About the ILO in Hungary

Rapid growth and a strong labour market mask  inequalities

However, the catching-up process is slower than in other Visegrad Group (V4) countries. While Hungary’s per capita income was at 43% in 1991, in 2020 it was at 74% of the EU average, lower than in other V4 members. Its GDP growth rates (5% in 2018 and 2019) were among the highest in the EU before the Covid-10 pandemic, mainly driven by private consumption, investments (particularly in manufacturing), and EU funds. Hungary’s high integration in global manufacturing value chains led to a deep recession in the first year of the pandemic (-5%, 2020), but supported the strong recovery (+7%) in 2021 because of fast growth in global trade.

Said labour shortages remain the most pressing challenge, especially as the economy and the labour market seem to recover relatively quickly from the recession. Policy responses to the labour shortage focus on prolonging working lives and working hours. Recently, Hungary has also began granting more and more short time working visas to foreign workers, while restrictions on the employment of foreign citizens were relaxed.

However, one avenue that remains underexplored, and poses a challenge in its own right, is the considerable gender employment gap (83% male employment rate vs 72% for women). Pockets of labour market exclusion and higher unemployment also exist in the rural North, among the Roma population of the whole country, and among young people.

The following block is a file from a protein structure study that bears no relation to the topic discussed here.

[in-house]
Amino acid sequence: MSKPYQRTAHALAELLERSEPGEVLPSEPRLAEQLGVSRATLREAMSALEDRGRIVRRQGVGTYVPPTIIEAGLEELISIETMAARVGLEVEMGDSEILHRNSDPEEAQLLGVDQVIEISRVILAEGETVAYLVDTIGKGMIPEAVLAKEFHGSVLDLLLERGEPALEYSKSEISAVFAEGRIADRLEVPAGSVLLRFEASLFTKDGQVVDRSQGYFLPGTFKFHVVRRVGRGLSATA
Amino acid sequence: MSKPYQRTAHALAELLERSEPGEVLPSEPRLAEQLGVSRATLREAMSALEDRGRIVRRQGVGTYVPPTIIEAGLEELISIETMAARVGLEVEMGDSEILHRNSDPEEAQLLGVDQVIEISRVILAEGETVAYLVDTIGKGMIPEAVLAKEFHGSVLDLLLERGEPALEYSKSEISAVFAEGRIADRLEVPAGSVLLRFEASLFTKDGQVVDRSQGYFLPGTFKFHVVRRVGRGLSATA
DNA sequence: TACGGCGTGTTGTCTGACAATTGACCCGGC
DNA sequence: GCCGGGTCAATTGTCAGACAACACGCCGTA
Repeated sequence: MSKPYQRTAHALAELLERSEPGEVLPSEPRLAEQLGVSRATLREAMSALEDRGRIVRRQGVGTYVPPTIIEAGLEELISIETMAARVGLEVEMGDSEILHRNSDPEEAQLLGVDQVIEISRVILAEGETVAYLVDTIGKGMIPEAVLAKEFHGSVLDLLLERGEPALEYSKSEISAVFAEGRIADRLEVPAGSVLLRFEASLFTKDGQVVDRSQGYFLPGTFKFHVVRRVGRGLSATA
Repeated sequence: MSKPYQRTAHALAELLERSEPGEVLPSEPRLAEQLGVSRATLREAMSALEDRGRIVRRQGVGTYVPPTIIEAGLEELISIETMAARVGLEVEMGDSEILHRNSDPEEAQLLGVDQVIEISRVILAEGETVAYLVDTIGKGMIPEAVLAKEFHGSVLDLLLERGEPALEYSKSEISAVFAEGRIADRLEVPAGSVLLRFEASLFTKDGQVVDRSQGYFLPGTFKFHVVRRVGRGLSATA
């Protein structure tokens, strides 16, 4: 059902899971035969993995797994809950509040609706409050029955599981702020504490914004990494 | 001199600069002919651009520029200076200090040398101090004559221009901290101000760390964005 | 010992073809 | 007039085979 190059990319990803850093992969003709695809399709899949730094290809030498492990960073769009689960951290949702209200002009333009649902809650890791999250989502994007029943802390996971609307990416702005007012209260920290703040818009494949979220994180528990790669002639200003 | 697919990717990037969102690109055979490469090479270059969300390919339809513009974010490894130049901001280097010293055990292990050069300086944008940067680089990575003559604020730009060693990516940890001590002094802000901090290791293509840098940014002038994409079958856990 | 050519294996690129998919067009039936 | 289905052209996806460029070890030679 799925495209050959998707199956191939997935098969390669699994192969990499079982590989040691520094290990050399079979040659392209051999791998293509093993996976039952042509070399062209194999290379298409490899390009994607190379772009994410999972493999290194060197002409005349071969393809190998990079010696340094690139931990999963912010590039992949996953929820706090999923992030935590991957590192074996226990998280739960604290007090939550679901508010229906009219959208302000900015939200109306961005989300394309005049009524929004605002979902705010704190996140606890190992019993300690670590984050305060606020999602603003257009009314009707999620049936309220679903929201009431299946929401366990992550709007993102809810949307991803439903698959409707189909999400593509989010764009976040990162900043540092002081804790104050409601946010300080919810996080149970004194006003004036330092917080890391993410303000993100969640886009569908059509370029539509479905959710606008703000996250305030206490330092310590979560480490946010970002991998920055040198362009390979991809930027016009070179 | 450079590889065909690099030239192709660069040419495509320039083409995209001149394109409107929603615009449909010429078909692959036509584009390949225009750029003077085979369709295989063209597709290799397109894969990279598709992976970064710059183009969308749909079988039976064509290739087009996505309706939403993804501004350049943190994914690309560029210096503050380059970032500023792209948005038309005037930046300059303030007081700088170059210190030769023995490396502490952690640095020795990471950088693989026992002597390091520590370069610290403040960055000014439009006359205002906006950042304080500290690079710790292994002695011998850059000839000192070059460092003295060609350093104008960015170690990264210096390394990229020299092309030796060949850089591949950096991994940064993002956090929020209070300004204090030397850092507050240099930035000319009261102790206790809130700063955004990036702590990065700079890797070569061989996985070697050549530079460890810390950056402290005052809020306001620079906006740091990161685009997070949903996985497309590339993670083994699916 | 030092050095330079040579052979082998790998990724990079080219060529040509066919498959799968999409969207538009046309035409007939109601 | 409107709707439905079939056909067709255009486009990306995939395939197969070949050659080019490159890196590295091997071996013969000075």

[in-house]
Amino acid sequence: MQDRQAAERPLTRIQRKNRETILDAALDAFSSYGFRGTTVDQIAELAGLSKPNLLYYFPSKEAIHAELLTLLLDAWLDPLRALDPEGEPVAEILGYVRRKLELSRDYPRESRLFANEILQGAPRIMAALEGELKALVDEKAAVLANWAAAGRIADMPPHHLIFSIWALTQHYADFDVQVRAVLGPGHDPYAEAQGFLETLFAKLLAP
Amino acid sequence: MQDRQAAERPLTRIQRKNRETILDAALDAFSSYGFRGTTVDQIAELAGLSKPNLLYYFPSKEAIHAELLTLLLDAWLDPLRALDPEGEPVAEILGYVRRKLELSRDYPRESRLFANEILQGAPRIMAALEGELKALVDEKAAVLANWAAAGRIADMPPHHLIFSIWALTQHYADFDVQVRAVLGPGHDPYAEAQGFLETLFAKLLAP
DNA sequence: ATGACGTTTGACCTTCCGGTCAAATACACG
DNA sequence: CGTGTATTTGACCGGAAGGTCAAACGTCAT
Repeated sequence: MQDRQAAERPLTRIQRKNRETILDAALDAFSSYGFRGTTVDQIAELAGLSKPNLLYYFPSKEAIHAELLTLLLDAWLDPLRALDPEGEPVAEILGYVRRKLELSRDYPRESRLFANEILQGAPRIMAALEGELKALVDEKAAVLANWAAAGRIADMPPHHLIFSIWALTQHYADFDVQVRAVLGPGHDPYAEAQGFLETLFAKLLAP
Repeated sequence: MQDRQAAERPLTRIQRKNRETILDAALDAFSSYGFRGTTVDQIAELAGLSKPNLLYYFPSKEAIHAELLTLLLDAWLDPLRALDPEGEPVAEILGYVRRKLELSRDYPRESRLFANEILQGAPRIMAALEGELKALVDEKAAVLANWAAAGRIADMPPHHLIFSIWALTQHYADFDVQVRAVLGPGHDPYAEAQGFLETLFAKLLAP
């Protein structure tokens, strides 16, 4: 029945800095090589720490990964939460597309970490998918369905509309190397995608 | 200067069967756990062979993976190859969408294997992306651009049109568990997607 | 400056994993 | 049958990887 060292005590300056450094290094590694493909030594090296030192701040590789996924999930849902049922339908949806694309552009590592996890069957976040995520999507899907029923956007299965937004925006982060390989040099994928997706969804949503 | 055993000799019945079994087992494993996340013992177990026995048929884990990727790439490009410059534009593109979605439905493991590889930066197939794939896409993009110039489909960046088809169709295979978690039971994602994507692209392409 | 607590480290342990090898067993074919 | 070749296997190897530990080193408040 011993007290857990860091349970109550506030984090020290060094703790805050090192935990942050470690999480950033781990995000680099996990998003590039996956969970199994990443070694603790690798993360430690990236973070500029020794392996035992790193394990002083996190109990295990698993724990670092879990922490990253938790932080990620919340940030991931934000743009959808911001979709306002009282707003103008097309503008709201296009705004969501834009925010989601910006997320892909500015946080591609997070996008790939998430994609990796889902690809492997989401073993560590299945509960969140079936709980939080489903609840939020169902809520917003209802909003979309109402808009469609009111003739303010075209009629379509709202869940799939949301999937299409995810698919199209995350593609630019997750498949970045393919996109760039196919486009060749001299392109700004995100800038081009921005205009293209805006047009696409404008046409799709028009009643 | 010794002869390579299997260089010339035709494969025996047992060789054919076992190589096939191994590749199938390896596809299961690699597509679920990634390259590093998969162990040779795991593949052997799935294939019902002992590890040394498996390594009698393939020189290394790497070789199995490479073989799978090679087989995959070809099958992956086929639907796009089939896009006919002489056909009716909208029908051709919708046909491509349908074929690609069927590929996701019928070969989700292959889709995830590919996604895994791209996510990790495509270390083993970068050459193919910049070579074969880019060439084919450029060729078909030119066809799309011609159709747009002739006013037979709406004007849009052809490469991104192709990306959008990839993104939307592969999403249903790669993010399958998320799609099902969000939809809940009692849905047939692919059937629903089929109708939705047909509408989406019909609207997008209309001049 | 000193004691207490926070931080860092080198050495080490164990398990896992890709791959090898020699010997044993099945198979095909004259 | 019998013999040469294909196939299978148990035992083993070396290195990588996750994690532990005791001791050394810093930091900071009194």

A key challenge of social policies before and during the pandemic has been the missing adequacy and low coverage of social assistance and unemployment benefits. The duration of unemployment benefits is the shortest in the EU at maximum three months. Active labour market policies mostly focus on public works programmes that do not have a strong track record in reintegrating unemployed in the labour market. Outreach to those excluded from the labour market is weak. Income inequality still remains below EU average but has been rapidly increasing during the last decade.

The ILO in Hungary

The ILO has assisted Hungary in its economic and labour market transformation and in its accession to the EU in 2004. Main areas of work included establishing and strengthening social dialogue and tripartism and examining the effects of privatization and transition, supporting the development of new active labour market programmes including vulnerable target groups, modernizing labour legislation, adopting international labour standards, and supporting pension reform and a sustainable social security system.

 Text last edited on 03/22